The Bipartisan Budget Agreement freed up money to be put toward training and modernization by implementing changes to the military's retirement program—a program which roughly 17 percent of military personnel eventually qualify for.  In February 2015, a commission will be giving Congress a report that details how to adjust military compensation.  For this reason, the military compensation reforms would not begin until December 2015.  If the changes were to be implemented, an individual who enlisted at age 18 and retired at 38 as a Sergeant First Class in the Army would see approximately a 6 percent overall reduction in lifetime retirement pay because of the COLA reduction 20 years of military service, while also being able to continue earning an additional income in another capacity from age 38 to 62.  This calculation remains far more generous than that of a civilian retiree, who receives absolutely no COLA before the age of 62, and keeps the military retiree in a far better position than the civilian retiree because we owe a debt of gratitude to our military retirees.

Our military leaders—and the math—have been clear: compensation costs are hollowing out the Pentagon's already limited budget.  The Bipartisan Budget Agreement freed up money to be put toward training and modernization.  By rolling back these reforms, S. 25 puts our troops at risk as it takes away over $6 billion from military readiness.  For example, these savings could be used to maintain the A-10 program, a program used to protect our nation's ground combat troops that will likely be cut.  Regrettably, this bill sidesteps the tough choices facing the Department of Defense budget rather than making them.  I am open to replacing this reform with a better alternative, but as someone who is pro-military and gravely worried about our nation's defense budget, I cannot support kicking the can down the road.  Accordingly, I voted against S. 25.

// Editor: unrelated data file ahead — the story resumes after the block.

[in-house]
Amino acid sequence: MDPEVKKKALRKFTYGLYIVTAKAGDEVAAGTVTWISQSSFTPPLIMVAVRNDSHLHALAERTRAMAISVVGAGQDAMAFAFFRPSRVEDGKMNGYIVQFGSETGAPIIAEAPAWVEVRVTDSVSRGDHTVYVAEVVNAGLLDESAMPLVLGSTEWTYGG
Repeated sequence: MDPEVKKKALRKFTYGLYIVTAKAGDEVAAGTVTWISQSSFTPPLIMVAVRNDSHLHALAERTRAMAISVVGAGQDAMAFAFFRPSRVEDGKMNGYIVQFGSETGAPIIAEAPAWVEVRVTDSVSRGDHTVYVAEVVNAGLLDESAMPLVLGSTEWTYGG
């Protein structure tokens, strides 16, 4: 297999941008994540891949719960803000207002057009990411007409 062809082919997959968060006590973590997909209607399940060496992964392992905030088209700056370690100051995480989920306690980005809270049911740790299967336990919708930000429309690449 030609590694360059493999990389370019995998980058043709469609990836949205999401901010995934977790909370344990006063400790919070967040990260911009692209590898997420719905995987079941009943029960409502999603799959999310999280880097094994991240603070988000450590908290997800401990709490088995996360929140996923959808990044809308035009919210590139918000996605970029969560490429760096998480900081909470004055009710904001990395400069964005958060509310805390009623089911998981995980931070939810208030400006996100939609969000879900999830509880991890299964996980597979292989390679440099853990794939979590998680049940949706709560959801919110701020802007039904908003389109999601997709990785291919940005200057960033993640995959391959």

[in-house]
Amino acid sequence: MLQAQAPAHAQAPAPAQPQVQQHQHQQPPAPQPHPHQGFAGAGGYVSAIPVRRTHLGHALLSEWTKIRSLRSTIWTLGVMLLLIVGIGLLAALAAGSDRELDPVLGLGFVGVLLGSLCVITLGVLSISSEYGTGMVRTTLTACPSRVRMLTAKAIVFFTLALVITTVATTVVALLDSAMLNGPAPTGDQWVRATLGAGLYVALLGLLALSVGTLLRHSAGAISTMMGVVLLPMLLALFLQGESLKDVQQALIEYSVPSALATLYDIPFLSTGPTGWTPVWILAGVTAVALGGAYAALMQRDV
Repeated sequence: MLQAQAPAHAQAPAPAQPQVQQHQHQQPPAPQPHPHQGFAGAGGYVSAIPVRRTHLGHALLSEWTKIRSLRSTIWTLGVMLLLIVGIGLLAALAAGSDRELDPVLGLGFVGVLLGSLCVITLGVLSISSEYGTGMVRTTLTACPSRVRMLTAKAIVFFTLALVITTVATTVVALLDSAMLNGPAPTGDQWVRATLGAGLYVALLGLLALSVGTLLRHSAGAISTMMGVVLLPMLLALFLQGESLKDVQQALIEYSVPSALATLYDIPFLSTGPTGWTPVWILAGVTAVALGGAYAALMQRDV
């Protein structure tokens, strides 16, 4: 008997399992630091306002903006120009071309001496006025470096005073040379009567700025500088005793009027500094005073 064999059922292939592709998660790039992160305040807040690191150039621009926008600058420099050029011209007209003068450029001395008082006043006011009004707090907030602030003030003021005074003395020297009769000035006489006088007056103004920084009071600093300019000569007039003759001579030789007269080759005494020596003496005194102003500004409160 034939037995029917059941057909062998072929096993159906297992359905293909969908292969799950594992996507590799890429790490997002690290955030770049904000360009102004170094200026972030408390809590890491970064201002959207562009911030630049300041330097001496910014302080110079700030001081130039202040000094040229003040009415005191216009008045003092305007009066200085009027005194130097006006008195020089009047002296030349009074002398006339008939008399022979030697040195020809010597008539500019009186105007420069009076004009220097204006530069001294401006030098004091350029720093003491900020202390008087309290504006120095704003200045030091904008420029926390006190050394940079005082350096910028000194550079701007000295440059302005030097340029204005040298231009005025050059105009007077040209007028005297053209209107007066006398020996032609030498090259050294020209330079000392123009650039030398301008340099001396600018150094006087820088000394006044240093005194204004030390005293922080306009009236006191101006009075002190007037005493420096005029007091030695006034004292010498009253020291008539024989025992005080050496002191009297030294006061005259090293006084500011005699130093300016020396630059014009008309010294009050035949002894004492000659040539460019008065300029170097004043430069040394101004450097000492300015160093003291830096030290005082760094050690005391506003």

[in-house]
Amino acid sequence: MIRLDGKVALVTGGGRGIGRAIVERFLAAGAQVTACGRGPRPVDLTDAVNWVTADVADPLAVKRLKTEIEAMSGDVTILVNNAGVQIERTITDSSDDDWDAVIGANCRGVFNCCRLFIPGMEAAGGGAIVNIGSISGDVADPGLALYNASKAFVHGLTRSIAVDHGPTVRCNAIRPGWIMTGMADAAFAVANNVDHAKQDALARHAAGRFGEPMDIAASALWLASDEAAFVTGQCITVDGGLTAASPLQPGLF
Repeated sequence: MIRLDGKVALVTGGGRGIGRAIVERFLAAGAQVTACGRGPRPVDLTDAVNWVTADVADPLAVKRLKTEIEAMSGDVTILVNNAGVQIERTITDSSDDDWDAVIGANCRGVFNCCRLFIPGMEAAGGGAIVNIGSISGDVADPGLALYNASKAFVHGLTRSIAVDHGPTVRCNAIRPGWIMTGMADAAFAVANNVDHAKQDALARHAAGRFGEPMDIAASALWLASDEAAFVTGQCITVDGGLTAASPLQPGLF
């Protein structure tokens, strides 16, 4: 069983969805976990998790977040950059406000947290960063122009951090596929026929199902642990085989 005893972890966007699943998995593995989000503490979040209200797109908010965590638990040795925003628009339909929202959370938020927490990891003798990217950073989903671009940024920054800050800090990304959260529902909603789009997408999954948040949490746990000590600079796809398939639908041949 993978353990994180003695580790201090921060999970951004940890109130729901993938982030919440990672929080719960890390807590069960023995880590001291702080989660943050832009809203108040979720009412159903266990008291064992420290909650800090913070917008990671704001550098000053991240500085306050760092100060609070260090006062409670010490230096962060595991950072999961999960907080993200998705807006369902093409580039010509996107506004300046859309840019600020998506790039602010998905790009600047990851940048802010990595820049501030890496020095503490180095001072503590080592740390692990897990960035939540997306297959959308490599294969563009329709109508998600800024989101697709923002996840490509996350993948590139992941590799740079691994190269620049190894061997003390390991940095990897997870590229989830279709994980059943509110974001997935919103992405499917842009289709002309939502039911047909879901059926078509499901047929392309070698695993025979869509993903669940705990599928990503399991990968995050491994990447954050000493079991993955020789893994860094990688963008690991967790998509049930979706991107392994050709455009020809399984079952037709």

Fiscal Year 2014 Omnibus Appropriations

With the Bipartisan Budget Agreement signed into law, members of the House and Senate Appropriations Committees introduced the Fiscal Year 2014 Omnibus Appropriations Bill on January 14, 2014.  This legislation combined the twelve individual spending bills that typically fund programs within the federal government at the level consistent with the Bipartisan Budget Act.  It also ensures that medically retired armed forces personnel and survivor benefit plan recipients receive their full pensions.  Additionally, it provides no new or additional funding for the Affordable Care Act—commonly referred to as Obamacare.  It was passed in the House on January 15, 2014—with my support—by a vote of 359 to 67.  On January 16, 2014, it was passed by the Senate, and on January 17, 2014, President Obama signed the Omnibus Appropriations Bill into law.

H.R. 357 – GI Bill Tuition Fairness Act of 2013